Recipie Validation

Grains, malts, hops, yeast, water and other ingredients used to brew. Recipe reviews and suggestions.

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Recipie Validation

Postby Humulus4lupulus » Sun Jan 16, 2011 12:01 pm

I am at an entirely inappropriate experimental stage in partial mash brewing and I just made a 5 gallon batch of brew modeled between Dogfish heads 90min IPA and after one of Bobs from Reno Homebrewer double IPA 's.
1 lbs 40 Crystal Malt in 1 Gall @ 150 deg for 30 min and sparged with 2.5 gallons @ 180 deg
6 lbs Light LME Boil 90 Min
3 lbs Amber LME Boil 90 Min
2 oz Amarillo 10.9% AA
2 oz Simcoe 12.2% AA
2 oz Warrior 17.2% AA
1 package Wyeast American Ale
The hops were all mixed together 2 oz were kept aside for dry hopping the rest (4 oz) was continually added evenly through out the entire 90 min boil about every 7.5 min.
It has been fermenting for a few days and calm enough for the 2 oz dry hop addition.
I was wondering anyone has some experience with recipes like this and what the flavor profile might turn out to be?
One of the recipes talked about using 3 yeast packages is what are the pros and cons for doing that. 'Any ideas Thanks.
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IIPA

Postby slothrob » Sun Jan 16, 2011 3:04 pm

The easiest way to know how much yeast is recommended for a particular beer is to use the MrMalty Yeast Calculator. It looks like your OG was around 1.070, so that would call for a 3 liters starter or 2 fresh packs of yeast. The starter would probably be preferred to 2 yeast packs of unknown health, and would be cheaper than $15 worth of yeast.

If you don't want to make starters, in place of Wyeast American Ale yeast you could use two packs of Fermentis US-05 dry yeast, which is the same yeast strain. That would be more than enough yeast for this beer, and should only cost about $3.50 per pack.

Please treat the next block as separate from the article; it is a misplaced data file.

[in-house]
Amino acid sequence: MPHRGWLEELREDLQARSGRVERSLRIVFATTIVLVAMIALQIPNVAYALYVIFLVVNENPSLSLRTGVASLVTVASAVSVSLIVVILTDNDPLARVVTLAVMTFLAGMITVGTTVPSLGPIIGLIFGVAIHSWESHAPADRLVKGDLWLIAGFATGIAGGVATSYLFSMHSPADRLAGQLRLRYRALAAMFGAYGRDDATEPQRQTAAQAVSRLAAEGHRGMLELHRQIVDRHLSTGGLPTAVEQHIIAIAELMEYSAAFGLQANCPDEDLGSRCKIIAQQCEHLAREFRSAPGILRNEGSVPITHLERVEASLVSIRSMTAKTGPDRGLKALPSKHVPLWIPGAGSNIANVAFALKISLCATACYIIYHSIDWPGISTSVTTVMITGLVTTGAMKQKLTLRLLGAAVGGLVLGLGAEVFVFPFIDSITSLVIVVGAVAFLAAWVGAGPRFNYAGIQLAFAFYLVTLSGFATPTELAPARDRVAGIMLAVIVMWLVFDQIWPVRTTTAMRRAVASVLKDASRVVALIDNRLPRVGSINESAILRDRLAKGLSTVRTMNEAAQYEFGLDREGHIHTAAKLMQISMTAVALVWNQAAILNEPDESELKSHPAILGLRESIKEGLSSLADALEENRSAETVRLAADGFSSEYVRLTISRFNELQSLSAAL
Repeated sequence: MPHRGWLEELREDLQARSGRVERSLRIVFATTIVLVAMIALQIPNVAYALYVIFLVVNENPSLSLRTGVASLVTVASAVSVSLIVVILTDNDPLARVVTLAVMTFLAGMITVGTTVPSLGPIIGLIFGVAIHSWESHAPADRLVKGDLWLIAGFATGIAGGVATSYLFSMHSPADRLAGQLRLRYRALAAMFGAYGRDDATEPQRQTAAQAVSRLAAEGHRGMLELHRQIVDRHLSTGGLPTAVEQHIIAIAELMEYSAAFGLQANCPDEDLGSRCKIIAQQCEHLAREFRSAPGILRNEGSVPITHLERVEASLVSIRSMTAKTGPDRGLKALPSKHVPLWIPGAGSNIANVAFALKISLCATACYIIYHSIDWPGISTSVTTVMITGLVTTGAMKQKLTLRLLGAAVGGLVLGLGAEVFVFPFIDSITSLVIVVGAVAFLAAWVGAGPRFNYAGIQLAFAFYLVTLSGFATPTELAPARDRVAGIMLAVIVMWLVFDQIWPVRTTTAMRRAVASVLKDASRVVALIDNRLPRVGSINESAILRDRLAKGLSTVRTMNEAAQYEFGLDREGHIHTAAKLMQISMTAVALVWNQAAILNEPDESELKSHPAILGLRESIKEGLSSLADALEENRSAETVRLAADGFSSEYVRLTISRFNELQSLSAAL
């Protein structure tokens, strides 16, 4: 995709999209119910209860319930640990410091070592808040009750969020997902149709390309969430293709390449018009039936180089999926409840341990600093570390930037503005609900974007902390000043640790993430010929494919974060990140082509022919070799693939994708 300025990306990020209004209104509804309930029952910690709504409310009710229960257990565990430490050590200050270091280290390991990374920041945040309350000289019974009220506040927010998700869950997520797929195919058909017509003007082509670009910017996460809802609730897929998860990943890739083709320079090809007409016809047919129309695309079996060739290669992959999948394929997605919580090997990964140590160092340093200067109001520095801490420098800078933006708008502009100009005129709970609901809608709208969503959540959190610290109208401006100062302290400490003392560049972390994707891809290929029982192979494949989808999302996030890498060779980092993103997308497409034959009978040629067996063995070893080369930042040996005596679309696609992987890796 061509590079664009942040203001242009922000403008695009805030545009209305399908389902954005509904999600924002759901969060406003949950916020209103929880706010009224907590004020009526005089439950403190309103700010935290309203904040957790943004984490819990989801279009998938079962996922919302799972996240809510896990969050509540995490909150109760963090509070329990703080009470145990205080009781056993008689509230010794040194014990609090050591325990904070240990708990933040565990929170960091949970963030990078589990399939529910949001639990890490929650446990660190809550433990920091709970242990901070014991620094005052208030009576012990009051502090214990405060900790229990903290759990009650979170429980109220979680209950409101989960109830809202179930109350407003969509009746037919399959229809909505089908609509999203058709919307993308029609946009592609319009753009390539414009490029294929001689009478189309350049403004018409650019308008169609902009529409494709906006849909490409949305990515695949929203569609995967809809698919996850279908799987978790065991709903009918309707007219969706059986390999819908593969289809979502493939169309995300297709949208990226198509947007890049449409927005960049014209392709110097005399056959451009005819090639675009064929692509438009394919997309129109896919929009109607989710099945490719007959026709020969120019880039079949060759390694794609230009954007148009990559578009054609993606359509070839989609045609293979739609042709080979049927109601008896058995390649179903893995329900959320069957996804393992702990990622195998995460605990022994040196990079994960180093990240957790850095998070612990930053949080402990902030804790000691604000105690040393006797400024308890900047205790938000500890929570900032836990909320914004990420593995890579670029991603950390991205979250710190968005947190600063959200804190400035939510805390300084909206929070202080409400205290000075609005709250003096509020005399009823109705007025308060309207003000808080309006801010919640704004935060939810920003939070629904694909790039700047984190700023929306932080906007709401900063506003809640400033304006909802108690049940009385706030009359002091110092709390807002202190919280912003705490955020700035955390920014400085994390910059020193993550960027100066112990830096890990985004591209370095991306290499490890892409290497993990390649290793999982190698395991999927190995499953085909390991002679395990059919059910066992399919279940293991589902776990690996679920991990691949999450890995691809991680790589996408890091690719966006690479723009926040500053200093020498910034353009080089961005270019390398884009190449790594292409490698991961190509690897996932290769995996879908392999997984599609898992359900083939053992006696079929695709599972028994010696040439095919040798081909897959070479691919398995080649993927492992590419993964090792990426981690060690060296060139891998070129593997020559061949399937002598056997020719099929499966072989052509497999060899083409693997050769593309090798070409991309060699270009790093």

There's no cons I can think of to pitching the proper amount of yeast. The pros include: a cleaner tasting beer with fewer off flavors, more rapid fermentation (reducing the risk of contamination by wild yeast or bacteria), and a better chance that fermentation will proceed to completion (so that the beer doesn't end up tasting too sweet).

Usually, that type of hop schedule gives a good hop flavor. With those hops, you should get a citrus-like flavor.

Did you do a full 5 gallon boil volume? The one problem with making very hoppy beers from extract is when you try to only boil 2-3 gallons. The solubility limit of iso-alpha acids is about 110 IBU, which means that a 2.5 gallon boil diluted to 5 gallons can only have 55 IBU, maximum. A 1.070 IPA, however, would usually be hopped to at least 70-80 IBUs. This means that the partial boil beer might not have the hop bite you expect, and may seem balanced toward the sweet side.
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Postby Humulus4lupulus » Mon Jan 17, 2011 12:36 pm

Hey thanks for the link I have been wondering what amount of yeast is appropriate for the given amount of fermentables. I have never pitched more than one at a time....
I am thinking that I used too much high Alpha hops not for the sake of extreme IBU's but the packages came in 2 oz portions. When I ran the recipe through Q Brew It was very high, but I thought that the even additions would mellow the AA time. Do you have a general rule of thumb for hop amount for styles of beers. It smells very citrisy and I was going for that profile I just did not want to make it too bitter. Do you recommend any recipe sites. Thanks again. lupulus
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Recipe formulation

Postby slothrob » Mon Jan 17, 2011 7:09 pm

BeerToolsPro software has style guidelines built in, so that you can see, graphically, the recommended bitterness for a style and where your recipe falls within those guidelines. In addition, you'll see the relationship between OG and IBUs which will tell you, as you move up and down within the gravity range typical for a given style, that you are maintaining a balance typical for that style.

The only general guidelines that I keep in my head are for Pale Ales and IPAs. Pale Ales typically have a ratio of about 0.7 or 0.8 IBUs:GU (GUs, or Gravity Units, are basically the OG without the 1.0, so a 1.050 beer would have a GU of 50) so a 1.050 beer with 35 IBUs would have a ratio of 35:50, or 0.7. Similarly, an IPA typically has a BU:GU ratio of around 1.0 or 1.1.

The Recipe Calculator on the BeerTools.com site is a little less convenient than having BeerToolsPro always available on your computer, but is also very powerful. There are also great recipes posted on BeerTools, but like all recipes, it's best to learn about the styles and talk to people with experience making those beers to evaluate the quality of a specific recipe.
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